Earlier this year, an elderly resident at Wood Glen Alzheimer’s Community in Miami Township, Ohio, was allegedly beaten by a nursing aide, and he died shortly afterward. A former nursing aide was officially indicted for patient abuse.

On January 25, 2019, John D. Sexton’s son arrived at his father’s care home and saw his father’s bloody sheets being removed from the bed as the floor was mopped. His father’s face was severely bruised, and the bones around his eyes were fractured. Sexton’s health declined rapidly after the incident, and he died two months later.

Aide Indicted on Patient Abuse Charge

Vanesha A. Rice, the nursing home aide who allegedly hit Sexton, was initially let go from Wood Glen. Now, a grand jury has decided that she should be charged with patient abuse, which is a fourth-degree felony.

When there is the chance that an individual may be charged with a felony, a grand jury is formed, and the prosecutor presents them with the evidence. Afterward, the members of the grand jury vote amongst themselves to determine whether or not an individual should be charged.

After looking at Sexton’s medical files and hearing witness statements about this incident, the grand jury felt that there was enough evidence to move forward with a trial for patient abuse.

Alzheimer’s Patient Later Died From Injuries

After the incident, both sides of Sexton’s face were deeply bruised around his eyes. Medical reports also showed that the bones around Sexton’s eyes were fractured, according to his attorney.

After receiving the injuries, Sexton’s family moved him to a different home for his safety. However, because of the injuries and the shock of the move, Sexton’s health declined rapidly, and he passed away two months later.

Aide Claims She Was “Overworked and Tired”

When the former aide explained her side of the story, she said the alleged incident happened because she was overworked and tired. When she encountered a patient who was agitated, she struck out harder than she intended to in order to protect herself from him.

When families place their loved ones in homes, especially in homes that specialize in dealing with residents who have Alzheimer’s, they expect that the staff there will be able to deal with their loved one’s specific needs. One of those needs is a compassionate approach when the resident becomes aggressive.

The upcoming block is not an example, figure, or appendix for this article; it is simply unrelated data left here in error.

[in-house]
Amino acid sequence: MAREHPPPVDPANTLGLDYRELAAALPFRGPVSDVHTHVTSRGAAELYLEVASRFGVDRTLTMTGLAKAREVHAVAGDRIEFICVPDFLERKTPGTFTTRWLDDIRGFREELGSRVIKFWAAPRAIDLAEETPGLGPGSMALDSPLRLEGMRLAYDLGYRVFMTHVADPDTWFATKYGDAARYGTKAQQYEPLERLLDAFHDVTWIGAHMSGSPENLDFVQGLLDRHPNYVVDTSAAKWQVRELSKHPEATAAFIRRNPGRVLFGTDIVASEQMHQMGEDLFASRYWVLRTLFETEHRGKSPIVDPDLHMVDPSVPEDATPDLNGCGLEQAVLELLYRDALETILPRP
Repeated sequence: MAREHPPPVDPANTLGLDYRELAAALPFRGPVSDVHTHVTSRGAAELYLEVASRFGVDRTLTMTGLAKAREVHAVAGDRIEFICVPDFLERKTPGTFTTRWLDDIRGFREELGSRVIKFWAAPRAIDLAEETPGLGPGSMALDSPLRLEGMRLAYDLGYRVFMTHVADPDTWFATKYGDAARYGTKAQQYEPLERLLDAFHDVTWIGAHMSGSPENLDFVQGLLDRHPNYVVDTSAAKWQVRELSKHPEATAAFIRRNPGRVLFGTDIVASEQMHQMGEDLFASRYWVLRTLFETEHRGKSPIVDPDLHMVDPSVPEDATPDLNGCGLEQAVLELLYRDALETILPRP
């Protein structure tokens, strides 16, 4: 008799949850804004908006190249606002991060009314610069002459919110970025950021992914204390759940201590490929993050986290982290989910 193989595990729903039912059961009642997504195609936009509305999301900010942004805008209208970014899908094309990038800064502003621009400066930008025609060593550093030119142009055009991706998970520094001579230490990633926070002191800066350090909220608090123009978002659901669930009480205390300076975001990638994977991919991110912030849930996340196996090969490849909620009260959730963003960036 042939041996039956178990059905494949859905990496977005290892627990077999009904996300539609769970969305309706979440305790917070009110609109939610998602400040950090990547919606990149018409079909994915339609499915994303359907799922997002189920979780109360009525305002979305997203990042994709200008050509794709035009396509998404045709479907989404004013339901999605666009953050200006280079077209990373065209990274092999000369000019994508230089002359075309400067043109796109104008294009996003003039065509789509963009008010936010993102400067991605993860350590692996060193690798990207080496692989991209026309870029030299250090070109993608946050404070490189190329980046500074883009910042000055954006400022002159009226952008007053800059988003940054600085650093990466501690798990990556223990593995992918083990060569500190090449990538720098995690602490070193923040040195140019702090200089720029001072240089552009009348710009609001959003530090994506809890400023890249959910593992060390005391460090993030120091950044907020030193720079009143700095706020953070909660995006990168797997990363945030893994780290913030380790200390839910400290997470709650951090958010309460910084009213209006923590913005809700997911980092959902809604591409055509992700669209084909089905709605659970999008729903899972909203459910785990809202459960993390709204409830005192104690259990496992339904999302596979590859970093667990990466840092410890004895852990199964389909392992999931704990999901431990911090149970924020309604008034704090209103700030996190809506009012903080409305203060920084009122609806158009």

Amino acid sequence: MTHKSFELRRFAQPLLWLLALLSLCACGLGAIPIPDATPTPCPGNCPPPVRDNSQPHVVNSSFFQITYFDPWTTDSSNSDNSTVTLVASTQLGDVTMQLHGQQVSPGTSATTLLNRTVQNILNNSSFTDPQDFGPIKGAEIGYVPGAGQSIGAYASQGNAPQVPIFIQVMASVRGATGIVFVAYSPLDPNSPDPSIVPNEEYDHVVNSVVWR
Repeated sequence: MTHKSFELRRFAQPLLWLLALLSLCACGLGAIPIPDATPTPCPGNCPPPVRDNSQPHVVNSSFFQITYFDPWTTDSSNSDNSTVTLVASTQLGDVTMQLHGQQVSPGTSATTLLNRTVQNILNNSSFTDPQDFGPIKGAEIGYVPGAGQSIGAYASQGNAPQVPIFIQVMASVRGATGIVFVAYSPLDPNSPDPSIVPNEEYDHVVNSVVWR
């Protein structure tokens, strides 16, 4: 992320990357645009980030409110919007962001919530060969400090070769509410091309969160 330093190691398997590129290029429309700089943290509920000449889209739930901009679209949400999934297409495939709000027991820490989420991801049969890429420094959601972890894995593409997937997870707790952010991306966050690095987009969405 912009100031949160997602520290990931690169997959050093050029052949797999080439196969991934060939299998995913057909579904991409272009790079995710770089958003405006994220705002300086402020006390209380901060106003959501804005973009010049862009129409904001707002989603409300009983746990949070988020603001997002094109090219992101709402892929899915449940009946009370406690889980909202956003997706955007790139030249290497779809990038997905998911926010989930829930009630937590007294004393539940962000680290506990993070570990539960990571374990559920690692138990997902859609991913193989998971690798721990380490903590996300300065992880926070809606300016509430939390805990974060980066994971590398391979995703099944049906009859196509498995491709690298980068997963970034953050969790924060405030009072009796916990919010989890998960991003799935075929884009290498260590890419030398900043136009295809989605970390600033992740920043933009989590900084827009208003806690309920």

As the disease worsens, people with Alzheimer’s can become more agitated, which may make them aggressive. 

There are many better ways for aides to handle patient aggression, like speaking calmly to them, listening to their concerns, and letting the patients know their concerns are being heard. Giving them a set routine or distracting them are also helpful ways to manage behavior.

Alzheimer’s patients require a high standard of care due to their cognitive decline. They need compassionate, skilled care from aides who understand the nature of Alzheimer’s and dementia. Unfortunately, Sexton may not have received that from the staff at Wood Glen.

Understaffing and Nursing Home Abuse

This is, unfortunately, a common theme in nursing homes — an overworked staff member lashes out at their residents. The resident becomes abusive toward the aide, and sometimes, as in this case, it can have fatal consequences.

Facilities should strive to ensure that they are not understaffed so that the caretakers will be less stressed and tired. Being exhausted and highly stressed can increase the chances that the staff members won’t be as attentive to the residents’ needs. In the process, these staff members may miss some of the warning signs that the residents are becoming agitated.

Stress and fatigue can also cause the staff members to be more likely to lash out at the residents and harm them.  However, being tired and frustrated is never a good enough excuse to hurt someone else.

If your loved one has been abused by nursing home staff, you may have legal rights. Contact the Nursing Home Abuse Center today if you have questions about an incident that occurred.



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